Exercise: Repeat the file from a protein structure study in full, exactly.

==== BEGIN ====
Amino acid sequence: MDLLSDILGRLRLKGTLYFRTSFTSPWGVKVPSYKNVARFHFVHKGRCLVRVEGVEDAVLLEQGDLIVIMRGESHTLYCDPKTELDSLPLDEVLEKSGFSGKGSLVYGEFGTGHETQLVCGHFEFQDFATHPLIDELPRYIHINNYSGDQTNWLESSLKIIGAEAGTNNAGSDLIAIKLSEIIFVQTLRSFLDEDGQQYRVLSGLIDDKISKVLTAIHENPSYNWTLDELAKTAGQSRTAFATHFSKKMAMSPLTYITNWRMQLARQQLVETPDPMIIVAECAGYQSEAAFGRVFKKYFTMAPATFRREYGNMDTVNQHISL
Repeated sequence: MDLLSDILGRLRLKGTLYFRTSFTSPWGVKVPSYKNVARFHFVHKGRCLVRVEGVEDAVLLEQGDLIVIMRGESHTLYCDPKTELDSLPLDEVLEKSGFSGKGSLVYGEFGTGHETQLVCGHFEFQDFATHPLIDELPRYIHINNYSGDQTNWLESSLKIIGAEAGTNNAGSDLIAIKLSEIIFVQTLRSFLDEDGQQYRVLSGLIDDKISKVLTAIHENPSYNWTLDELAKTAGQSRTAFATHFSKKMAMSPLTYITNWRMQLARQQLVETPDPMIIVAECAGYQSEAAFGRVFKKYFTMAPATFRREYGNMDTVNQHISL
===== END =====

Amino acid sequence: MDLLSDILGRLRLKGTLYFRTSFTSPWGVKVPSYKNVARFHFVHKGRCLVRVEGVEDAVLLEQGDLIVIMRGESHTLYCDPKTELDSLPLDEVLEKSGFSGKGSLVYGEFGTGHETQLVCGHFEFQDFATHPLIDELPRYIHINNYSGDQTNWLESSLKIIGAEAGTNNAGSDLIAIKLSEIIFVQTLRSFLDEDGQQYRVLSGLIDDKISKVLTAIHENPSYNWTLDELAKTAGQSRTAFATHFSKKMAMSPLTYITNWRMQLARQQLVETPDPMIIVAECAGYQSEAAFGRVFKKYFTMAPATFRREYGNMDTVNQHISL
Repeated sequence: MDLLSDILGRLRLKGTLYFRTSFTSPWGVKVPSYKNVARFHFVHKGRCLVRVEGVEDAVLLEQGDLIVIMRGESHTLYCDPKTELDSLPLDEVLEKSGFSGKGSLVYGEFGTGHETQLVCGHFEFQDFATHPLIDELPRYIHINNYSGDQTNWLESSLKIIGAEAGTNNAGSDLIAIKLSEIIFVQTLRSFLDEDGQQYRVLSGLIDDKISKVLTAIHENPSYNWTLDELAKTAGQSRTAFATHFSKKMAMSPLTYITNWRMQLARQQLVETPDPMIIVAECAGYQSEAAFGRVFKKYFTMAPATFRREYGNMDTVNQHISL